“Short books have different economics in the digital era. Delivering data is so cheap that there’s no threshold that must be met to cover the costs of shipping and stocking. Paying someone to walk down a warehouse aisle or unpack a book and put it on the shelf—a big reason why the rule of thumb of an 80,000-word minimum evolved—is no longer a concern.”—Peter Wayner at The Atlantic


Josh Stallings at Bad Cittizen Corporation

“Capturing the reader’s attention is one of the toughest tasks writers face. These days, that task must be accomplished quickly.”—B.K. Stevens at The First Two Pages

“When you’re publishing books from beyond the grave, anything is possible.”— Joe Queenan at Wall Street Journal

“We’ve lost the appreciation for simple messages these days. Somewhere along the way, we started associating great ideas with complex narratives, plot twists, and best seller’s lists; but simple truths found in children’s books are amongst the most powerful ideas out there.”—Autism Site

“Think of an outline as a roadmap. You can cut around construction or take a longer route to get in some sightseeing—but you’ll arrive at your destination (the completion of the first draft) so much sooner if you’ve got some semblance of a plan.”—Rob Hart

S.W. Lauden is a writer and drummer living in Los Angeles. His short fiction has been accepted for publication by Out of the Gutter, Criminal Element, Dark Corners, Akashic Books, Spelk Fiction, Shotgun Honey and Crimespree Magazine. His debut novel, BAD CITIZEN CORPORATION, will be published in 2015. His novella, CROSSWISE, will be published by Down & Out Books in 2016.

Interrogation: Josh Stallings

josh-stallings-aboutWho: Josh Stallings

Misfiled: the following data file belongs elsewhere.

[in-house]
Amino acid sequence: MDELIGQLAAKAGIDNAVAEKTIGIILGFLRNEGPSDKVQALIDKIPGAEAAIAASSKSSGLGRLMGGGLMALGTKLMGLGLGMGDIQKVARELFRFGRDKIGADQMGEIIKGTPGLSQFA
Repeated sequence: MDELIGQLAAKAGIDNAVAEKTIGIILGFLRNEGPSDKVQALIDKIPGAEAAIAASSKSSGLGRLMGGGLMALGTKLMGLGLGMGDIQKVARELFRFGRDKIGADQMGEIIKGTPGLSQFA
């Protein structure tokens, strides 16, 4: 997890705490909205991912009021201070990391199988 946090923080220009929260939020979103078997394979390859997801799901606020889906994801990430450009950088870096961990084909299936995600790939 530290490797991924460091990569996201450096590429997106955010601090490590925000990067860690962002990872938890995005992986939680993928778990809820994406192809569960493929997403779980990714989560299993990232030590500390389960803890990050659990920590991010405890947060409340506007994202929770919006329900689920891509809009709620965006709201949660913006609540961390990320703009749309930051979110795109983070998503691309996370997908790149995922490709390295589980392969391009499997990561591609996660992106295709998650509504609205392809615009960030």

What: The author of the multi-award winning Moses McGuire crime novels, BEAUTIFUL, NAKED & DEAD, OUT THERE BAD and ONE MORE BODY. And YOUNG AMERICANS, a ‘70’s glitter-rock disco heist novel coming September 2015. His short fiction has appeared in Beat to a Pulp, Blood and Tacos, Shotgun Honey, Protectors Anthology #1 & #2, Crime Factory and more. He lives with his wife Erika, two dogs and a cat named Riddle.

Where: Los Angeles

Interview conducted by email. Some questions and answers have been edited.

You have published three novels featuring Moses McGuire, a suicidal strip club bouncer. How did you conceive of this character? How did you create his mix of interesting character traits?

beautiful-naked-and-deadI knew I wanted to write about thugs and drunks, strippers and criminals, wholesome types like I grew up with. I was raised in the counterculture, think Leave it to Beaver directed by Federico Fellini. In my teen years Martin Scorsese took over the helm. I write for the outsiders.

Years ago a smart ass NY agent told me I would sell BN&D if I gave it a clean-cut protagonist, someone people could see my world through. I’m sure he was correct, but I wasn’t writing it for him.

What the fuck was the question? Oh yeah, where did Moses come from. Moses’ chassis was built on the tarnished knight archetype of Raymond Chandler. His drunken bull in a Stop-N-Go echoes my love of James Crumley. His bullmastiff was borrowed from Andrew Vachss. I say steal from the best. His suicidal tendencies came from asking myself who was the scariest man in the room? The one who doesn’t give a fuck if he makes it home for Christmas. That and I know a lot about self annihilation and solo boxing. Not that I thought about any of this while writing it. I just started on page one and typed until it was done. Then rewrote and rewrote and rewrote… until the prose stopped sucking.